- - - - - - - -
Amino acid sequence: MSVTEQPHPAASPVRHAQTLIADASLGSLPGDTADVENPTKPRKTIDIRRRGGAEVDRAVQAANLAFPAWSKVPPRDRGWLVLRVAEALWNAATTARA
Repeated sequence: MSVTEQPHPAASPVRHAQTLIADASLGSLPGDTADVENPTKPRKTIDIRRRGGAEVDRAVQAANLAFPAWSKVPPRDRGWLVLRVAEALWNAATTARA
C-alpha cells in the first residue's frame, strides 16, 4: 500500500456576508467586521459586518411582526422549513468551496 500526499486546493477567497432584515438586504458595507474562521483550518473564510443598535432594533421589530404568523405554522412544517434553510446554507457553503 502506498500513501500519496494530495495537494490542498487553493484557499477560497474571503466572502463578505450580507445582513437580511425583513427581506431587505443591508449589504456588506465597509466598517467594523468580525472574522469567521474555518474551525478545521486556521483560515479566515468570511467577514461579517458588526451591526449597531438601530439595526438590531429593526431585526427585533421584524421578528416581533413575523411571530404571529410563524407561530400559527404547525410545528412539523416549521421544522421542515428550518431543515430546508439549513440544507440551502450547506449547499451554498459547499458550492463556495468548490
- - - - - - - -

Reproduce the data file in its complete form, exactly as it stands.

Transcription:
Amino acid sequence: MSVTEQPHPAASPVRHAQTLIADASLGSLPGDTADVENPTKPRKTIDIRRRGGAEVDRAVQAANLAFPAWSKVPPRDRGWLVLRVAEALWNAATTARA
Repeated sequence: MSVTEQPHPAASPVRHAQTLIADASLGSLPGDTADVENPTKPRKTIDIRRRGGAEVDRAVQAANLAFPAWSKVPPRDRGWLVLRVAEALWNAATTARA
C-alpha cells in the first residue's frame, strides 16, 4: 500500500456576508467586521459586518411582526422549513468551496 500526499486546493477567497432584515438586504458595507474562521483550518473564510443598535432594533421589530404568523405554522412544517434553510446554507457553503 502506498500513501500519496494530495495537494490542498487553493484557499477560497474571503466572502463578505450580507445582513437580511425583513427581506431587505443591508449589504456588506465597509466598517467594523468580525472574522469567521474555518474551525478545521486556521483560515479566515468570511467577514461579517458588526451591526449597531438601530439595526438590531429593526431585526427585533421584524421578528416581533413575523411571530404571529410563524407561530400559527404547525410545528412539523416549521421544522421542515428550518431543515430546508439549513440544507440551502450547506449547499451554498459547499458550492463556495468548490